And of course, MIT Media Lab was sure to produce a video of their silkworms creating the Silk Pavilion. Check it out:


Sources:
fastcodesign.com, (2)

Climate Crisis: Living, Breathing Cities of the Future

future-city2The human race has been thinking the way it lives in the past few decades, due mainly to a number of challenges posed by climate change and resource development. This is not only an environmentally and socially responsible idea, its an absolute necessity given the sheer number of people that live in urban sprawl, and the many more that will need homes, sanitation, food and energy in the near future.

And a number of interesting concepts are being proposed. Using striking technological breakthroughs across multiple fields of study, designers are moving closer to making lightweight buildings that can move, and perhaps even think and feel. Instead of hard, polished building faces, emerging prototypes from some of the world’s research centers suggest future cities that would resemble living, breathing environments.

masdar_city1To break it down succinctly, urban environments of the future will be built of “smarter” materials, will most likely be constructed using advanced techniques – possibly involving robots or bacteria – and will be powered by greener, more sustainable means. Sanitation and irrigation will also be provided and involve a fair degree of recycling, and food will be grown in-house.

And while much of this will be accomplished with good old-fashioned plumbing, air vents, and electrical circuits, a good deal more could come in the form of structures that are made to resemble and even behave like living organisms. Might sound like a distant prospect or purely theoretical, but in fact many of these ideas are already being implemented in existing and planned cities around the world.

Scale_model_Masdar_cityFor example, the planned community of Masdar City in Abu Dhabi, designer Alexander Rieck has helped create a vast central cluster of opening and closing solar powered “sunflower” umbrellas that capture the sun’s rays during the day and fold at night, releasing stored heat in a continual cycle. In addition, the concept of the Wind Stalk is being pursued to generate wind-farms which don’t rely on turbines, and look just like standing fields of grass.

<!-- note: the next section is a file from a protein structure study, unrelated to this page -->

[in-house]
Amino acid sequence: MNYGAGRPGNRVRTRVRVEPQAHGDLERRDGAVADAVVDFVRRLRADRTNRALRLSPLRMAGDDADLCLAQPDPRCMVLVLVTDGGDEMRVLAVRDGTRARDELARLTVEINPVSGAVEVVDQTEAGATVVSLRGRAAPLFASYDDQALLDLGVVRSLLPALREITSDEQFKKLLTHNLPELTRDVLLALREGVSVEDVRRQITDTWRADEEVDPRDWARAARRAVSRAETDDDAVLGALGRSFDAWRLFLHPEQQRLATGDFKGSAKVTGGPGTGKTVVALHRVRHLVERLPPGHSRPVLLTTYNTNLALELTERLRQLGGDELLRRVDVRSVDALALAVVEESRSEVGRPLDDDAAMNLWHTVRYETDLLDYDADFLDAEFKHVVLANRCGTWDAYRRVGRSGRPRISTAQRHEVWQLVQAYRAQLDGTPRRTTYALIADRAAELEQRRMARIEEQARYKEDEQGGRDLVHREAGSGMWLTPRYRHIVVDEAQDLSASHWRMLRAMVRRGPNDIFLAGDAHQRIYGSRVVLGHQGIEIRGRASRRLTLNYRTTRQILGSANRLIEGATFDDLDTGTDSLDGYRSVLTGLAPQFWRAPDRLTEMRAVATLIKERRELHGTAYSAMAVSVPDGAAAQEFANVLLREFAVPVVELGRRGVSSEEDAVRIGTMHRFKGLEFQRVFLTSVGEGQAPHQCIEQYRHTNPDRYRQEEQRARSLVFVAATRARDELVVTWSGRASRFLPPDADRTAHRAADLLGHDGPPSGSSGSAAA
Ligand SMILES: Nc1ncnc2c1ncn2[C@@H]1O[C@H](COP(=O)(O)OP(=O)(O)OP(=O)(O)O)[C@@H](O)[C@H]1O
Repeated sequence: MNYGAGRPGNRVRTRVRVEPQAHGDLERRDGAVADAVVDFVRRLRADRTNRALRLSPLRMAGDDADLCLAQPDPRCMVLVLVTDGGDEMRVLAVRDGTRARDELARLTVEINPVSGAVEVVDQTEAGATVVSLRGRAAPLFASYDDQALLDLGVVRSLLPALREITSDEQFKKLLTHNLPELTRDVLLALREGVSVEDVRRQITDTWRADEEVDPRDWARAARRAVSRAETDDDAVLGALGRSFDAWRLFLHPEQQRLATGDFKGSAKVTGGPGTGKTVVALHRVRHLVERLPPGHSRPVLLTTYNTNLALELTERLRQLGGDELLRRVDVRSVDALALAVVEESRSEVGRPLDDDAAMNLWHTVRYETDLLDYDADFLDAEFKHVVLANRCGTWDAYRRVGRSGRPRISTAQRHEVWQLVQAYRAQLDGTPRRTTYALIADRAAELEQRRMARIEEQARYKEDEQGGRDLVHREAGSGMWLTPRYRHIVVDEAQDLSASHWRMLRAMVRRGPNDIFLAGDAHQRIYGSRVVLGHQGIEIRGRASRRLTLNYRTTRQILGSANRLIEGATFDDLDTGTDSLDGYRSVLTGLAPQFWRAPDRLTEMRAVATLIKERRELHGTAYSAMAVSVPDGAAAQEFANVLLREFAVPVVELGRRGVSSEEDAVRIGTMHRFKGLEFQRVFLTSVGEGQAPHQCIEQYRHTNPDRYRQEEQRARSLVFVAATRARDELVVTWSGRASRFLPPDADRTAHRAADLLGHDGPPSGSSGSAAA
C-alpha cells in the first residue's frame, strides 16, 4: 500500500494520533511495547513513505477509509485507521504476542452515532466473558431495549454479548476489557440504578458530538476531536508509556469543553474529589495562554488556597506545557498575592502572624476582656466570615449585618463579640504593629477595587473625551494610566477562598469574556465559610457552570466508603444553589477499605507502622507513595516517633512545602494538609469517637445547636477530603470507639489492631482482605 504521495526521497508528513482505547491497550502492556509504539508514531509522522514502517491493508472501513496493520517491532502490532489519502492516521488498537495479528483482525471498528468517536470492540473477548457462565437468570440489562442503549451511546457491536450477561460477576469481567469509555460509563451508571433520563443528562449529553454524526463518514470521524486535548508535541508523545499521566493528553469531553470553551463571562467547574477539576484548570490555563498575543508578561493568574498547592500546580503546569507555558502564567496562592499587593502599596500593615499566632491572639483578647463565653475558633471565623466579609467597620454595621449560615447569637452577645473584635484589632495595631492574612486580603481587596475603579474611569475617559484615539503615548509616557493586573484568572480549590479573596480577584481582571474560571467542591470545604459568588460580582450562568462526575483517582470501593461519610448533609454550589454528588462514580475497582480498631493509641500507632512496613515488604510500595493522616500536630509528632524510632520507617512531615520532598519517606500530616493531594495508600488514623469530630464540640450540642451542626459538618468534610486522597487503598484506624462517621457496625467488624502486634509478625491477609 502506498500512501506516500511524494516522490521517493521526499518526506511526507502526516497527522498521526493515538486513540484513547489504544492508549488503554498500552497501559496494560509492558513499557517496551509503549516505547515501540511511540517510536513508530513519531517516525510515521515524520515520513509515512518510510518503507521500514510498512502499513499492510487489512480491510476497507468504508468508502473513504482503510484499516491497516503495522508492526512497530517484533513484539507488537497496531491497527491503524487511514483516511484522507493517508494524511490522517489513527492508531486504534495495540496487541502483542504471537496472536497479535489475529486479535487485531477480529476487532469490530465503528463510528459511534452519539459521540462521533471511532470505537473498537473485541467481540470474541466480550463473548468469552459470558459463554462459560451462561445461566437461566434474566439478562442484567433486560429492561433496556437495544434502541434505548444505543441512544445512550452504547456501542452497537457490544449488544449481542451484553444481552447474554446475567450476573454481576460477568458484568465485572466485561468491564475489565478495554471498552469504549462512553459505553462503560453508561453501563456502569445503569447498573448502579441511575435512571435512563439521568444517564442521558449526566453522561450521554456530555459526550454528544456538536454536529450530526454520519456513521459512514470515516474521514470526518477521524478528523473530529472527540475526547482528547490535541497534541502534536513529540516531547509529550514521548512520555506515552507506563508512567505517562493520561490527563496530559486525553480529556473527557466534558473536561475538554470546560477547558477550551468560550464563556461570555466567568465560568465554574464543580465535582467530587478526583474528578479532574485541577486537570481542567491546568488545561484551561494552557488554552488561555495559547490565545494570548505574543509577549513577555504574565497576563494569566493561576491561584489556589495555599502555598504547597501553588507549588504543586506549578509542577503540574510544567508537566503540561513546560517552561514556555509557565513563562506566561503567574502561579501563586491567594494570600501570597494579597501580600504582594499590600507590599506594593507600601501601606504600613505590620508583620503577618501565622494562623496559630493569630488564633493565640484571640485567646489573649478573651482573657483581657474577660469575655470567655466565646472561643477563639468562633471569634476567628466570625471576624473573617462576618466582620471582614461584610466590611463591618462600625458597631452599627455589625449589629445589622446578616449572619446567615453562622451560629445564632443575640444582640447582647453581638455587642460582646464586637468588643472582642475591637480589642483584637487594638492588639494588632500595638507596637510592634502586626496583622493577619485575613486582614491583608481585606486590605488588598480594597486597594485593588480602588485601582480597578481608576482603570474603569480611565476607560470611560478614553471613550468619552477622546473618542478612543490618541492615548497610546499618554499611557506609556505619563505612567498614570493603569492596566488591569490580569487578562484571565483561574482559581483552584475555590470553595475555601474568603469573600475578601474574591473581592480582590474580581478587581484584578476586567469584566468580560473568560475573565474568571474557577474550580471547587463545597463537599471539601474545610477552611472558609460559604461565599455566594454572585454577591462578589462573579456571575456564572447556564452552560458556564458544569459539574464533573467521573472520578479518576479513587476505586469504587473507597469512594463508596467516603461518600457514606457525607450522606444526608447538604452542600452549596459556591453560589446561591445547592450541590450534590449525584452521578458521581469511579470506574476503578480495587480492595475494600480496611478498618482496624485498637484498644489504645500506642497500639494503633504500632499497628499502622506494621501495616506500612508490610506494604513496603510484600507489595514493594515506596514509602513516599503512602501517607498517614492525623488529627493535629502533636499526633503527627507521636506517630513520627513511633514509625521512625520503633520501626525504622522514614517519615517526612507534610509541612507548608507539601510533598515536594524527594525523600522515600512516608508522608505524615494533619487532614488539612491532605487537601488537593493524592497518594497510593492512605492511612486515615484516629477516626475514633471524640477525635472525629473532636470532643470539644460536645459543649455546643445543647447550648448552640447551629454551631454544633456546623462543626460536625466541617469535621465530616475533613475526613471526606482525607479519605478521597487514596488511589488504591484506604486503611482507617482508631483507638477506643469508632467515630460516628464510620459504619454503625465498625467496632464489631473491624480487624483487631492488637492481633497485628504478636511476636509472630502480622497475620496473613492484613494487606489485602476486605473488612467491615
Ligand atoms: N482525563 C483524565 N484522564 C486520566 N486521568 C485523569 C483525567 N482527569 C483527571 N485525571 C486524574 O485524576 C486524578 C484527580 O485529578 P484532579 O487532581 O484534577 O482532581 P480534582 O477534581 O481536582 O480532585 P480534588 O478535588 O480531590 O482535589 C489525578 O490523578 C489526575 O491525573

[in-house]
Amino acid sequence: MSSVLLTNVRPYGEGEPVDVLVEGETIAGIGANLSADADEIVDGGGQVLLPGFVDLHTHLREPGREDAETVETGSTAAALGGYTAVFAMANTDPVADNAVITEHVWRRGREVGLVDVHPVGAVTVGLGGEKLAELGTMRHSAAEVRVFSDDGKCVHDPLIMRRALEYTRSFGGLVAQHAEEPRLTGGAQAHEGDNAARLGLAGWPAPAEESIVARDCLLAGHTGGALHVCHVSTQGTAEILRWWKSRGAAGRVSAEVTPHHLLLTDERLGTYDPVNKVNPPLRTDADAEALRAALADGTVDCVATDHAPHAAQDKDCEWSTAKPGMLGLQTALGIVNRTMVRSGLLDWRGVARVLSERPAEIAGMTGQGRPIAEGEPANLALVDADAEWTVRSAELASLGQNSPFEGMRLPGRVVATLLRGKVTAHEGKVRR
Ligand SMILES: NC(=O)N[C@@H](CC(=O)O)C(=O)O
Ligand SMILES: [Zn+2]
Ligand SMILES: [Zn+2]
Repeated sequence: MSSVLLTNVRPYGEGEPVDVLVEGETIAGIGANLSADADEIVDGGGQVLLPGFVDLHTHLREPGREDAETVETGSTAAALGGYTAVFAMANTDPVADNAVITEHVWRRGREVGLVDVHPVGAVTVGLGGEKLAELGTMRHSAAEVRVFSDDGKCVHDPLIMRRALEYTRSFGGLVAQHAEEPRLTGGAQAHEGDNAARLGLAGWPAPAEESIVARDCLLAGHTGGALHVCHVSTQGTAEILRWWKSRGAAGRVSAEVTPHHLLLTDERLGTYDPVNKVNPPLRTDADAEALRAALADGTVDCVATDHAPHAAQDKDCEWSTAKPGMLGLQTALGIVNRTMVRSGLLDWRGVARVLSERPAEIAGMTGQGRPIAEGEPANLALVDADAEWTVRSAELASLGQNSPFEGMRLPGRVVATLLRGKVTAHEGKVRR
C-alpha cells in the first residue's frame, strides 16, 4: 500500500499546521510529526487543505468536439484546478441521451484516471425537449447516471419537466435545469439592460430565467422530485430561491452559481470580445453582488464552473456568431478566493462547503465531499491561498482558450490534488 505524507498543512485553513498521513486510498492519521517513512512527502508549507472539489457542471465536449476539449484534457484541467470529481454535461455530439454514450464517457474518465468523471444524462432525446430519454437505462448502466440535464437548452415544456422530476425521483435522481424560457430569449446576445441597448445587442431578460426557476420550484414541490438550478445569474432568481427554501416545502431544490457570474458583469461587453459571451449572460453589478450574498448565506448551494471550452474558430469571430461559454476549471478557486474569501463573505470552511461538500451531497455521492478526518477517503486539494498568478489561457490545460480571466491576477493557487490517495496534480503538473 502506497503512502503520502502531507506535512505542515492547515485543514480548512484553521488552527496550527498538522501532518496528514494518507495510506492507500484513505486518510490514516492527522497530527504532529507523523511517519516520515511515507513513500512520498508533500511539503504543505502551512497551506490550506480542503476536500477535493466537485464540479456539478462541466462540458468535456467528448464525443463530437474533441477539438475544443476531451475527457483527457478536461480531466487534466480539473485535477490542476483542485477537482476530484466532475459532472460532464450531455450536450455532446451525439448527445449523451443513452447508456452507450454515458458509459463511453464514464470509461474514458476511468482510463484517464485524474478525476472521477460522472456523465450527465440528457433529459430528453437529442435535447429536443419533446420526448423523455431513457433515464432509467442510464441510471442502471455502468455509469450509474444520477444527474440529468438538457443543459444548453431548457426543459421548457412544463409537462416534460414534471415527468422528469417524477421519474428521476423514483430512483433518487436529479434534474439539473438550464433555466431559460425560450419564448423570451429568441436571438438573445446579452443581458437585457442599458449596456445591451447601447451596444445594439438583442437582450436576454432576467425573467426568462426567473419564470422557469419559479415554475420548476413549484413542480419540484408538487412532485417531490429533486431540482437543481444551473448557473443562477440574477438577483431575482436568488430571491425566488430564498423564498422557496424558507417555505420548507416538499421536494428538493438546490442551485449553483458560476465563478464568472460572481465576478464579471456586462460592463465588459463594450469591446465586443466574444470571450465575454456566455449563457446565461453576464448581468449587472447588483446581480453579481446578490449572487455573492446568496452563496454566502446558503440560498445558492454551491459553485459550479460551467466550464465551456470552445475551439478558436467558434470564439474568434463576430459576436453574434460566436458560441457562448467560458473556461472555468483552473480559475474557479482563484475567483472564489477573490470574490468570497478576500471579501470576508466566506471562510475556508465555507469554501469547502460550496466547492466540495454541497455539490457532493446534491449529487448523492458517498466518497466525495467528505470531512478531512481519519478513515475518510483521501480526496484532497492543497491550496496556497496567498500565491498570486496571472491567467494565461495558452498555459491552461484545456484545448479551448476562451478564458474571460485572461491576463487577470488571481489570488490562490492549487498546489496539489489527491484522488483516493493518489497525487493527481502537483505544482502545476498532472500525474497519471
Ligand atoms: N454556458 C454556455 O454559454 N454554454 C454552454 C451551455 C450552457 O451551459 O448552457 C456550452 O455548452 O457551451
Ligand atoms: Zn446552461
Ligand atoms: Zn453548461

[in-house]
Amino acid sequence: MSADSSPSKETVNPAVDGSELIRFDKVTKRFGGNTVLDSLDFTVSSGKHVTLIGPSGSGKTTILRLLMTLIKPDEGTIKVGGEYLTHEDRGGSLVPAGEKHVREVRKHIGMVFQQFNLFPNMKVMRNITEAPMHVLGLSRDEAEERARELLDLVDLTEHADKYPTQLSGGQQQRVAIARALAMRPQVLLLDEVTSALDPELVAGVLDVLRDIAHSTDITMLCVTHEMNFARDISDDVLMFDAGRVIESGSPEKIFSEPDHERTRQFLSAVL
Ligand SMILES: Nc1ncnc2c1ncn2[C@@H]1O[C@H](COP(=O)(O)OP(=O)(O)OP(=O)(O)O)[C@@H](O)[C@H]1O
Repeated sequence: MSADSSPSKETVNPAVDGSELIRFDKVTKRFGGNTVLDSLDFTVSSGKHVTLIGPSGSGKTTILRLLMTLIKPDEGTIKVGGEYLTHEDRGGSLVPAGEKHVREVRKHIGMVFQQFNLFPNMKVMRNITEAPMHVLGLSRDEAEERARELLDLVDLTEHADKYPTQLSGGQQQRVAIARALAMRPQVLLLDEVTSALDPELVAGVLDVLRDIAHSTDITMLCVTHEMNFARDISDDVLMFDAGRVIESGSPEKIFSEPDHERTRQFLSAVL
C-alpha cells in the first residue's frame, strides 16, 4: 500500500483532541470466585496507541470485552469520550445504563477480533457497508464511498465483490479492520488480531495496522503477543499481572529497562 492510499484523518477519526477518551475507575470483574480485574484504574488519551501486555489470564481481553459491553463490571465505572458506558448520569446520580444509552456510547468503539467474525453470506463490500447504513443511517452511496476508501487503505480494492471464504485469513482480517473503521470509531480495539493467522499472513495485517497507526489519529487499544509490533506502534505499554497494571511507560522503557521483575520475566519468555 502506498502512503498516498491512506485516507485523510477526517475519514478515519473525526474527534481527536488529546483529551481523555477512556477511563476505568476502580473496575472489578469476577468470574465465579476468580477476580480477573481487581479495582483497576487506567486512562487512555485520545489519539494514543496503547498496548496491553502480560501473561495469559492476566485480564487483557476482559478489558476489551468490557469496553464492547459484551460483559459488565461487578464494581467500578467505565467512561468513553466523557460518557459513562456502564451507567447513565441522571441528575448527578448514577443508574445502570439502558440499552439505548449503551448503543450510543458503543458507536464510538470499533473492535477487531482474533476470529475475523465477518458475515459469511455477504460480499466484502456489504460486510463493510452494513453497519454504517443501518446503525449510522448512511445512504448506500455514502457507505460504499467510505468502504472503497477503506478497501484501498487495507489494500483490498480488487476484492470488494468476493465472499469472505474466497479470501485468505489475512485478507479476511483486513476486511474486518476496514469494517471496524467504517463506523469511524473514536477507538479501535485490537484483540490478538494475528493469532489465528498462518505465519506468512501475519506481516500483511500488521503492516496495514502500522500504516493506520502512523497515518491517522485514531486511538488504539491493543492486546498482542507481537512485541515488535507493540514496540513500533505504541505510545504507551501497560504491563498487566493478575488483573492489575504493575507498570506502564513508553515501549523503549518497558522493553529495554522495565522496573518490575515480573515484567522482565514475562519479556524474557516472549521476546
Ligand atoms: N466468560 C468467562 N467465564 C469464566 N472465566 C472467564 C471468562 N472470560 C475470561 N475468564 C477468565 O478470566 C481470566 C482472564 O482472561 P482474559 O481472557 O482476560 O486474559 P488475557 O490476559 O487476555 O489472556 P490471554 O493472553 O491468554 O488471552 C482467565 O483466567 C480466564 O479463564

Another project comes from the American designer Mitchell Joachim of Terreform ONE (Open Network Ecology), who’s plans for a vast site covering Brooklyn’s Navy Yard call for the engineering of living tissues into viable buildings. This would involve concepts like his “living tree house” which involves building a human habitat by merging the construction process with the surrounding environment.


Such a project not only presents a way of building structures in a way that is far more energy-efficient, but also fully-integrated into the ecology. In addition, they would even be able to provide a measure of food for their inhabitants and be able to clean the local air thanks to the fact that they are made from carbon-capturing trees and plants.

And there was this project by Near-Living Architecture which was recently shown at the London Building Centre Gallery. Here we see a floating canopy of aluminum meshwork fitted with dense masses of interconnected glass and polymer filters that houses a carbon-capture system that works in much the same way that limestone is deposited by living marine environments.


Within each cell of the suspended filter array, valves draw humid air through chemical chambers where chalk-like precipitate forms, an incremental process of carbon fixing. This is not only an example of how futures of the city will help remove pollution from the air, but how buildings themselves will merge biological with artificial, creating a sort of “biomimetic building”.

What it all comes down to is breaking with the conventional paradigm of architecture which emphasizes clean, linear structures that utilize idealized geometric shapes, highly processed materials, and which create sanitary artificial environments. The new paradigm calls for a much more holistic approach, where materials are more natural (built of local materials, carbon, or biomimetic compounds) forms are interwoven, and the structures function like organics.

future_city1All of this cannot come soon enough. According to a recent UN report, three-quarters of humanity will live in our swelling cities by 2050.The massive influx to our planet’s urban populations could create a whole host of problems – from overcrowding to air pollution, extra stress on natural resources and loss of habitats to grow more food. The most obvious solution to this problem is to make sure that these future cities are part of the solution, and not more of the same dirty living spaces that generate megatons of waste and pollution year after year.

Hope you’re enjoying this “Climate Crisis” segment, and that its not getting anybody down. Granted, its a heavy subject, but crises have a way of bringing the best and brightest people and ideas to the fore, which is what I hope to present here. By addressing our present and future needs with innovative concepts, we stand to avert disaster and create a better world for future generations.

Up next, I plan to take a look at some of the air-cleaning building designs that are currently being produced and considered. Stay tuned!

Sources: bbc.com, (2)